Most models for canopy photosynthesis require a large number of parameters as input which have to be determined by means of direct measurements. Such measurements are usually expensive, time consuming and destructive. The objective of the present study was, therefore, to develop a simple but accurate canopy photosynthesis model based on a minimum number of parameters that can be determined non-destructively. The results from previous studies were used to derive an empirical expression which describes the variation in leaf photosynthetic capacity (P(m)) as a function of the light distribution in the canopy. The light distribution itself was calculated with a simple model which assumes only three leaf angle classes (0-30°, 30-60°and 60-90°). The leaf area index was determined indirectly from measurements of direct radiation below the canopy. The result was a model for canopy photosynthesis that requires only a few parameters. These parameters are the leaf photosynthetic capacity at the top of the canopy, the relative frequency of leaves in each of the three leaf angle classes, and the fraction of direct radiation below the canopy. Each of these parameters can be determined by means of simple non-destructive measurements. The model was applied to dense stands of two monocoryledonous species: rice (Oryza sativa L.) and pearl millet (Pennisetum americanum (L.) K. Schum.). The rates of canopy photosynthesis thus calculated were compared to those obtained with a more elaborate reference model. The differences between the values obtained with the two models were small. The present photosynthesis model can, therefore, be considered to be a suitable alternative for the more elaborate model. It was further discussed that, since the model is based on purely non-destructive measurements, it will be particularly useful in cases where it is required to estimate canopy photosynthesis at regular intervals over a length of time or in stands of vegetation that cover large areas of land.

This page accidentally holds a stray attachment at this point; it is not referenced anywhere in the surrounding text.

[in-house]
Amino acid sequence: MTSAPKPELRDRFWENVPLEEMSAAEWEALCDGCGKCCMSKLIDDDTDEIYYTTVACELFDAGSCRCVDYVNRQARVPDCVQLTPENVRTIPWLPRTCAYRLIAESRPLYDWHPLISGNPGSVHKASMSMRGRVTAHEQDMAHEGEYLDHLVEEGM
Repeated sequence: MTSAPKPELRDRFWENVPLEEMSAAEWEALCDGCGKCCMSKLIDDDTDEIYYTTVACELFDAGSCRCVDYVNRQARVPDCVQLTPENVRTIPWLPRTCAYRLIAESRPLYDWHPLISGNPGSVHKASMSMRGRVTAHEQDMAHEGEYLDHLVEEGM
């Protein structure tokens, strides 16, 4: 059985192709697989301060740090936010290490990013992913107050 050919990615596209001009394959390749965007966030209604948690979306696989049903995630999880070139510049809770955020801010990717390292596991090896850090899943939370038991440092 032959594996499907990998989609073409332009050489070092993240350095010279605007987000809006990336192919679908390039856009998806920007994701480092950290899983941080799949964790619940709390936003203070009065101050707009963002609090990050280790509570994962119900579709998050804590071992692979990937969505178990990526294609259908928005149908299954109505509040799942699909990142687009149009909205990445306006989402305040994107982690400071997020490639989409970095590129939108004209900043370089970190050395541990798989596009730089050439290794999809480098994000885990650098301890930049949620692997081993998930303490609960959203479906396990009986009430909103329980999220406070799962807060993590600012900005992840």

- Oryza sativa
- Pennisetum americanum